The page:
The story of Mary and Martha always leaves me a bit defensive. Feels like Martha gets a bad rap. After all, she’s the one who is doing all the things: inviting, planning, purchasing, cleaning, cooking, greeting at the door, serving, and cleaning up again. (In acting this story out at a recent VBS, we added an element where Martha’s food smelled so delicious, that the neighborhood animals kept wandering into her house, adding an extra chore of shooing them away every so often.) Need to make something happen? Ask Martha. That girl will get it done: efficiently, completely, and with style, while Mary sits at the feet of Jesus, gazing into his eyes and listening.
I completely understand Martha. Over the course of time with my discernment committee, my familiarity with Martha became clear to them as well. So clear, that the letter that they wrote endorsing me for this work also contained the following caveat: While they recognized that they could not require it, they strongly recommended that I schedule at least two retreats a year, which would (and I quote) “…add contemplative elements to balance your normally task-oriented focus.” In other words, I needed some Mary moments in my life—on a consistent basis.
So, earlier this summer, I took some Mary time, spending five days with the brothers of the Society of Saint John the Evangelist, an Anglican Monastery in Cambridge Massachusetts. Five mostly silent days that included prayer, reading the psalms, delicious vegetarian meals, sitting in the garden, and walking along the Charles River. Listening. Breathing. Gazing. Allowing the rhythm of their day to guide mine.
We worshipped five times a day together, when the psalms were chanted slowly and majestically. It was easy to let the cadence of their voices roll over my body and soak into my soul. I was impressed with their hospitality; neighbors and tourists alike were present at each of their services, even the very early ones. But it was what they said during the Eucharist that impacted me the most. After blessing the elements and inviting the congregation to participate, they don’t say “The gifts of God for the people of God.” When they lifted the bread and wine, they say: “Behold what you are.” And the congregational response is “May we become what we receive.”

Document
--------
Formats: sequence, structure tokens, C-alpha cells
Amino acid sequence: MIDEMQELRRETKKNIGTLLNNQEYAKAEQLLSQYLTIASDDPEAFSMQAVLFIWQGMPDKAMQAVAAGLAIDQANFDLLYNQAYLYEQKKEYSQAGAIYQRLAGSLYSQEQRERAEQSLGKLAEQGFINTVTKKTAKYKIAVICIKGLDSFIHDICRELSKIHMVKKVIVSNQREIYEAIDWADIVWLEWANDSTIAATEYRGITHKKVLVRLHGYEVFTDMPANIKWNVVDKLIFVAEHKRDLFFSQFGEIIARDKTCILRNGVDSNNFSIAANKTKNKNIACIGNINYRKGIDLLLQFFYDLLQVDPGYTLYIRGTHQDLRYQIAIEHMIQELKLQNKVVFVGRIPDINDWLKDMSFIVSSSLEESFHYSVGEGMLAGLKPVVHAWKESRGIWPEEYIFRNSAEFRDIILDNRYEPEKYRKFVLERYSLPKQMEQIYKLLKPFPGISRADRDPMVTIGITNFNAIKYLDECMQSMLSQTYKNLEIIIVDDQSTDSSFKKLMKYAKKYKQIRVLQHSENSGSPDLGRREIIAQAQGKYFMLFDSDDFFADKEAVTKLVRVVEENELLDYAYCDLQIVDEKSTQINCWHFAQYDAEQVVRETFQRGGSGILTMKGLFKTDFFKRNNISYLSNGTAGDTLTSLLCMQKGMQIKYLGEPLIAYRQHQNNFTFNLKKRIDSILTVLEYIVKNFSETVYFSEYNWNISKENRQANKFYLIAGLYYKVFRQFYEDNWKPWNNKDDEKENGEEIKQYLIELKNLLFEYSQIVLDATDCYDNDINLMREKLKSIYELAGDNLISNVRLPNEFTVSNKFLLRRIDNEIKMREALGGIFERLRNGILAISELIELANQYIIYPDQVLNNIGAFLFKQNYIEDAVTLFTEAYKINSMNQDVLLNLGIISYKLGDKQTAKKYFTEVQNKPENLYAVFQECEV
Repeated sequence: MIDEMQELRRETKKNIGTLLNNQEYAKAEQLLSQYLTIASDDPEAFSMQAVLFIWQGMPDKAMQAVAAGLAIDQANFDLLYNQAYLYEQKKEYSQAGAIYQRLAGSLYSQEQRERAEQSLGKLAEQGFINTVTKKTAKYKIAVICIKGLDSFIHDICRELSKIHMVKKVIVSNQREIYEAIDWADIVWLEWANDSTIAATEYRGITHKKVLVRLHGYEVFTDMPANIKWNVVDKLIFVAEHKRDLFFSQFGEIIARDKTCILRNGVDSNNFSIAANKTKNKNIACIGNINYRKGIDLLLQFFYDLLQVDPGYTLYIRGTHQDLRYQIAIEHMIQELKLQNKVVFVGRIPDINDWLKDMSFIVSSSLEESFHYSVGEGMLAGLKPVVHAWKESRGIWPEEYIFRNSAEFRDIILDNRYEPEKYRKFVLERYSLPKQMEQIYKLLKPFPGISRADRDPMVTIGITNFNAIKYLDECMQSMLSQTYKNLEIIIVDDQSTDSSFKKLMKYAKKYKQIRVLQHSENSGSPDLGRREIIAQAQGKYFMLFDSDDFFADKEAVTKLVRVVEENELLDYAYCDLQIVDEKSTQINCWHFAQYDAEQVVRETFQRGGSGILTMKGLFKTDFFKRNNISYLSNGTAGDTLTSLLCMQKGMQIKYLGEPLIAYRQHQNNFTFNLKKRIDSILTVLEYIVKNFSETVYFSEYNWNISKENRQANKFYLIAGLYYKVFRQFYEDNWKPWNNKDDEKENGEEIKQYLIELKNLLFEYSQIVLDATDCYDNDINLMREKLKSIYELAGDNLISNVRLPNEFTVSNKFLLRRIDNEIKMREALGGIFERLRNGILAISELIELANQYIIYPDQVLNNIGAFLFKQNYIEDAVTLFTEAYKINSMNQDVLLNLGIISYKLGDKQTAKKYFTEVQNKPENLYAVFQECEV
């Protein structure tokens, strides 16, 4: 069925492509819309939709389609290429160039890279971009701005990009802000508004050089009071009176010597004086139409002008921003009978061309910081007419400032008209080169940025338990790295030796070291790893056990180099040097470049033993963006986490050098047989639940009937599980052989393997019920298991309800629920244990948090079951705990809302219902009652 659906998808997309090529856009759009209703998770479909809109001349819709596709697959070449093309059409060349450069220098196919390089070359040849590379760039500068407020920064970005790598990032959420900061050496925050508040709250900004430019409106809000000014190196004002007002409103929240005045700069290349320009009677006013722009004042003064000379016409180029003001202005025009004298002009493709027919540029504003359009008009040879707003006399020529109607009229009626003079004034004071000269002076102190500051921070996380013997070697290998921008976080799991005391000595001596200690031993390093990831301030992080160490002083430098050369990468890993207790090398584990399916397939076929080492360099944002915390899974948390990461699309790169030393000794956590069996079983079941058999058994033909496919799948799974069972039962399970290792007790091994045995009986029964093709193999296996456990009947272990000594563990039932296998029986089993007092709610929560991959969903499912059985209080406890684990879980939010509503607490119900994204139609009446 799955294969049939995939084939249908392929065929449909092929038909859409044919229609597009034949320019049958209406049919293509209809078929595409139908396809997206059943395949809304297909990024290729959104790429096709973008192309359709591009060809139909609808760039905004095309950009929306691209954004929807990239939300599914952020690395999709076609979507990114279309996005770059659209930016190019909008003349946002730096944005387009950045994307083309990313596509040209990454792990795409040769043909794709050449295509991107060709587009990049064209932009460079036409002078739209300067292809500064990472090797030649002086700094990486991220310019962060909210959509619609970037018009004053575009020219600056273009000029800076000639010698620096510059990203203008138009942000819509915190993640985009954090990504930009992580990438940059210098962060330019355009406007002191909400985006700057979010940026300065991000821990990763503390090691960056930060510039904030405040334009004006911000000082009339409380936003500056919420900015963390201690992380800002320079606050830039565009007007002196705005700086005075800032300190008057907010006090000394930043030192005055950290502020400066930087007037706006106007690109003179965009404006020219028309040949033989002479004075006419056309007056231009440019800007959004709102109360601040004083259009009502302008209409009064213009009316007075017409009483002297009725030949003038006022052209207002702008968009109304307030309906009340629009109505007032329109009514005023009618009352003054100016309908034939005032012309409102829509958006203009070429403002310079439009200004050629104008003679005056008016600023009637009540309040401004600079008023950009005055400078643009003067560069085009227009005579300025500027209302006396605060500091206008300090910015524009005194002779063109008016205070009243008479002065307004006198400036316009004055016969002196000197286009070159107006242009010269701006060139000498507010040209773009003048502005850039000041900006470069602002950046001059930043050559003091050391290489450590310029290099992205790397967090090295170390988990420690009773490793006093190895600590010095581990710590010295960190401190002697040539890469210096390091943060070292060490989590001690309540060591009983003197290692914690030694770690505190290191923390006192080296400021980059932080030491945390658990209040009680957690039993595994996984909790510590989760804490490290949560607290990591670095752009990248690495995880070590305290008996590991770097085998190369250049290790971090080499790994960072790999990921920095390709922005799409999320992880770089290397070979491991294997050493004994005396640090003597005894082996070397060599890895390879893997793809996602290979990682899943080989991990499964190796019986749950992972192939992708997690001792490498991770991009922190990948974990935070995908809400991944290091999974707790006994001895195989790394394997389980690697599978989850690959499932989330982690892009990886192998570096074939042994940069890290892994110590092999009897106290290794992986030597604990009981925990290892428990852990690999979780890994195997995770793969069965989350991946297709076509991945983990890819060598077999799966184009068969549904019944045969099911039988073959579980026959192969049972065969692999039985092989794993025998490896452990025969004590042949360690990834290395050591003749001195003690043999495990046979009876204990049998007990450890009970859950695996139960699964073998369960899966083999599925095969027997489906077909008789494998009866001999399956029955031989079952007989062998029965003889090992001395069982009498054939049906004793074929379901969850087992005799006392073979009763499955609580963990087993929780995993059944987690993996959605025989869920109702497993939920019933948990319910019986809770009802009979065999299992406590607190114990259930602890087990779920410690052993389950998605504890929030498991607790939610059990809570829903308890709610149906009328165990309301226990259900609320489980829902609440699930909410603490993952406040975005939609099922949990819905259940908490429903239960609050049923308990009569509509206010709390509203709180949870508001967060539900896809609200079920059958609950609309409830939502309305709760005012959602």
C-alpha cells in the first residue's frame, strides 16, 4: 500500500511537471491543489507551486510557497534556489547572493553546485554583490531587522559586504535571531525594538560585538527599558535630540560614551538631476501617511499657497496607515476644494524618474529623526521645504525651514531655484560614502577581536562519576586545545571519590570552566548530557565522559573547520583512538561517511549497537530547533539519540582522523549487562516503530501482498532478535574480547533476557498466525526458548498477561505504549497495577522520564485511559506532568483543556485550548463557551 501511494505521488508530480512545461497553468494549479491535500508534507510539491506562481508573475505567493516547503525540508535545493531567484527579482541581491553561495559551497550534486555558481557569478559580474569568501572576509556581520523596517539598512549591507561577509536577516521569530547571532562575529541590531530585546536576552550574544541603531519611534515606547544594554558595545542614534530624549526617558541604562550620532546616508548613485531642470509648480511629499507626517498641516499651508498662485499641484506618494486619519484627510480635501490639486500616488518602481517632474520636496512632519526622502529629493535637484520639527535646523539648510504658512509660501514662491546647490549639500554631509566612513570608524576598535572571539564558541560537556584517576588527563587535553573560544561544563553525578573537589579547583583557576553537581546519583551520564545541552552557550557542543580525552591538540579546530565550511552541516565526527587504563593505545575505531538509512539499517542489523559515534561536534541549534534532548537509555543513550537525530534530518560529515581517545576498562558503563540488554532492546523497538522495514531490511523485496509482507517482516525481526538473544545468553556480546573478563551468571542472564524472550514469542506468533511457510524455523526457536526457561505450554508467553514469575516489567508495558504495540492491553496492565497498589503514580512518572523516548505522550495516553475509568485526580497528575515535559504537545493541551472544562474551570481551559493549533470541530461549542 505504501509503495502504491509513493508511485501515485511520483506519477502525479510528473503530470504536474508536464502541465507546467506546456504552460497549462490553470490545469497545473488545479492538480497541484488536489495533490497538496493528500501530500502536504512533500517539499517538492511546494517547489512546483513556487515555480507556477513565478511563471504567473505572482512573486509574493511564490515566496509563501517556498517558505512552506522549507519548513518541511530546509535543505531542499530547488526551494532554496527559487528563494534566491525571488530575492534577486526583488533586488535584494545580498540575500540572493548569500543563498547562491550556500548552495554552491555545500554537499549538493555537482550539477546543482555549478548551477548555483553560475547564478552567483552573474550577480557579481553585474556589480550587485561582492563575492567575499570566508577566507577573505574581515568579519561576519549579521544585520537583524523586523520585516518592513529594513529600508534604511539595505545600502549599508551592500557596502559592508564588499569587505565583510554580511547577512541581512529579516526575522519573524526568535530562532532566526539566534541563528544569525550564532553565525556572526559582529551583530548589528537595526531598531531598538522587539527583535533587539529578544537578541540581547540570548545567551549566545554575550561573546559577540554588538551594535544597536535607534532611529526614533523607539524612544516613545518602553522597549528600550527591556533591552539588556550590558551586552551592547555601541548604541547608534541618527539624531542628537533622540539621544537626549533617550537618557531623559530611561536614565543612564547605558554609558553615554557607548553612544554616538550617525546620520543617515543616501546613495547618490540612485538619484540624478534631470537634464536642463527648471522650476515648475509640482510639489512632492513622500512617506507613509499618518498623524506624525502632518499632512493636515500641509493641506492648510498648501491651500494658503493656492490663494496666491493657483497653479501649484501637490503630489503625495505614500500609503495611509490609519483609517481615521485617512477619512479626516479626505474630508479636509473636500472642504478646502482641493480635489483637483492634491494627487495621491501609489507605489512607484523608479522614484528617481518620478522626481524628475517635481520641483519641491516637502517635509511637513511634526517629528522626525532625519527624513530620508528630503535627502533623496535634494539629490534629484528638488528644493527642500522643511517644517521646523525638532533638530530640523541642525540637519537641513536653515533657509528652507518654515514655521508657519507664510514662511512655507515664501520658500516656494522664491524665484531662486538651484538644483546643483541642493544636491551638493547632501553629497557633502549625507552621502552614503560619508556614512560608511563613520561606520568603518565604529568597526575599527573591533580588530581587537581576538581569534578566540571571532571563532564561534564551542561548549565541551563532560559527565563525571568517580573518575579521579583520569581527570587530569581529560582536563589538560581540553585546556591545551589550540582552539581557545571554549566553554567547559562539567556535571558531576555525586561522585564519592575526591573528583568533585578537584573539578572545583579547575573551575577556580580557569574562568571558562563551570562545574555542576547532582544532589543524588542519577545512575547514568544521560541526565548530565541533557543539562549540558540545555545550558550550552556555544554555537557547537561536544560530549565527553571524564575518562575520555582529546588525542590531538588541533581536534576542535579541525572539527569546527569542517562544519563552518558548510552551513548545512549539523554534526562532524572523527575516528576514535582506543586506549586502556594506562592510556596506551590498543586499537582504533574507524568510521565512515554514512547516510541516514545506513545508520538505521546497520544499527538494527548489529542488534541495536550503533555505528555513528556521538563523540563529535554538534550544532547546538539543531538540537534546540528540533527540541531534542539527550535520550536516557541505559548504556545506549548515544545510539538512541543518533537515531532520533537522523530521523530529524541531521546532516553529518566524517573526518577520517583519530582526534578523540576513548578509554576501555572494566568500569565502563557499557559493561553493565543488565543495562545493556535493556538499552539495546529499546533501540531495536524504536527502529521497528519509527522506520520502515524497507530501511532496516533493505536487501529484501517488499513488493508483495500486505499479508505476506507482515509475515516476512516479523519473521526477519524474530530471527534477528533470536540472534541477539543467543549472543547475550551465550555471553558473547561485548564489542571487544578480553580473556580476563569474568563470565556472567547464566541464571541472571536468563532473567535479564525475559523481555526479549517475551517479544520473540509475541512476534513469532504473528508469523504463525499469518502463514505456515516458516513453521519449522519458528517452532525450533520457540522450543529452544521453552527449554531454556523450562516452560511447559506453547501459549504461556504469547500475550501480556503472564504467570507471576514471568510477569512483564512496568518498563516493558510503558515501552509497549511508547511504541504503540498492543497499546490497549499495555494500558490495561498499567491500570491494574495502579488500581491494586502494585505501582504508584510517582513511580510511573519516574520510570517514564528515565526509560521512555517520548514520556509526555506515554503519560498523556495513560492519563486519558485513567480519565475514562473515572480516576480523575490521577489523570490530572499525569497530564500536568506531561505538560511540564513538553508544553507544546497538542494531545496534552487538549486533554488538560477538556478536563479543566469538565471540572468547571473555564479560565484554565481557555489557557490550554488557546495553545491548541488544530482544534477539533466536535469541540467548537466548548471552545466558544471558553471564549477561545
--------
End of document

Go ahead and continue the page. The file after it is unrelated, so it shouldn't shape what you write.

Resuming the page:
Not what we do, or how smart or clever we are, or how much we accomplish; we become what we receive. So, if our lives are full of Martha moments, of task upon frantic task leading to resentment, we will become that. If they are full of negative people and emotions and drama, we will become that. But if we take time to receive Jesus into our lives, to be more like Mary, we will become that. If we allow ourselves time to digest the meaning of how much we are beloved by God, we become that. We become loving and gracious and forgiving and kind by the act of receiving Jesus.
I am incredibly grateful for the strong recommendation to schedule Mary time with Jesus, and am committed to continuing these types of experiences throughout my ministry.
Maryann D. Younger is a Middler at General Seminary from the Episcopal Diocese of Delaware.